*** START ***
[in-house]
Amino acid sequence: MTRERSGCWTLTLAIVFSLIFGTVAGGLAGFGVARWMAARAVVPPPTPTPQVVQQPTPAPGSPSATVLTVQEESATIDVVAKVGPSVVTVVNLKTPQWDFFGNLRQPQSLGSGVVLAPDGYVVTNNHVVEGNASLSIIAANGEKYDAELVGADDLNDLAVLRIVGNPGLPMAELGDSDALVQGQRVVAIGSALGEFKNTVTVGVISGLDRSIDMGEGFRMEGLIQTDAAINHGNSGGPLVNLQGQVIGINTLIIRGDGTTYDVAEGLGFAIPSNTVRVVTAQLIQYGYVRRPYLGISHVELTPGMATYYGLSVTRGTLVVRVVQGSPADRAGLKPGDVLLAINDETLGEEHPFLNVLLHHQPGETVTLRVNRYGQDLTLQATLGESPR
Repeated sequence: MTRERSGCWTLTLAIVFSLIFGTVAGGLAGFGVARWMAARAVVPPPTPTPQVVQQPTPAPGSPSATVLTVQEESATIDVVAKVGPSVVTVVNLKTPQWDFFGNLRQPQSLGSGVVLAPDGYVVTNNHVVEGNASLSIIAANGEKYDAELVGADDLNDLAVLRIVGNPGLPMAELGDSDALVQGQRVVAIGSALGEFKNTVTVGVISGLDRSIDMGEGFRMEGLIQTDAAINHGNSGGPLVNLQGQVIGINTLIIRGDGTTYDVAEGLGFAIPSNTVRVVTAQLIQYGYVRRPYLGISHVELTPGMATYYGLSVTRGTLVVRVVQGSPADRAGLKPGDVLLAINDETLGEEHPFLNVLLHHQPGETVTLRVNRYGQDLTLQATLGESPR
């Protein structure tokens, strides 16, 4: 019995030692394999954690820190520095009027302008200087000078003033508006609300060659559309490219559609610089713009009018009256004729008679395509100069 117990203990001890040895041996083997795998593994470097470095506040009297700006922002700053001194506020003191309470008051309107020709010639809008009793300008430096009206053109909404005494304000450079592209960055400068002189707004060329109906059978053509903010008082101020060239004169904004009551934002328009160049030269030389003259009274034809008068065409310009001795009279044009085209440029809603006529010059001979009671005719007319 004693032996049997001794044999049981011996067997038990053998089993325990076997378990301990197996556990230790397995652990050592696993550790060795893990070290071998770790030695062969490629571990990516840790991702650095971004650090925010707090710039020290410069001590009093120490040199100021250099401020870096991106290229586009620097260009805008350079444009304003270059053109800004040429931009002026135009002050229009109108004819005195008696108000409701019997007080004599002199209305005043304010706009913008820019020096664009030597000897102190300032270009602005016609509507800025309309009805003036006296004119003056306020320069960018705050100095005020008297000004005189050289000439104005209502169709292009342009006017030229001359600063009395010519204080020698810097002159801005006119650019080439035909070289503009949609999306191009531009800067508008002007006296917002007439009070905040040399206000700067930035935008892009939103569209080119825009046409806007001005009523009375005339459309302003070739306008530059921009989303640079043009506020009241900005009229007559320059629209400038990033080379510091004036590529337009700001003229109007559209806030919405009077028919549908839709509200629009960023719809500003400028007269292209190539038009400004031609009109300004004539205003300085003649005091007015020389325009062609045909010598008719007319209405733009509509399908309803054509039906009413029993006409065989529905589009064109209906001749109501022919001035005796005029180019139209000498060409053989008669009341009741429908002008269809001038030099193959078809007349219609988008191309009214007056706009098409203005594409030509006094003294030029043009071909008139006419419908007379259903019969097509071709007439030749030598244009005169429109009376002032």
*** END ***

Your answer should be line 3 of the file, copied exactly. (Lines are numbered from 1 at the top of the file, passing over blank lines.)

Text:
Repeated sequence: MTRERSGCWTLTLAIVFSLIFGTVAGGLAGFGVARWMAARAVVPPPTPTPQVVQQPTPAPGSPSATVLTVQEESATIDVVAKVGPSVVTVVNLKTPQWDFFGNLRQPQSLGSGVVLAPDGYVVTNNHVVEGNASLSIIAANGEKYDAELVGADDLNDLAVLRIVGNPGLPMAELGDSDALVQGQRVVAIGSALGEFKNTVTVGVISGLDRSIDMGEGFRMEGLIQTDAAINHGNSGGPLVNLQGQVIGINTLIIRGDGTTYDVAEGLGFAIPSNTVRVVTAQLIQYGYVRRPYLGISHVELTPGMATYYGLSVTRGTLVVRVVQGSPADRAGLKPGDVLLAINDETLGEEHPFLNVLLHHQPGETVTLRVNRYGQDLTLQATLGESPR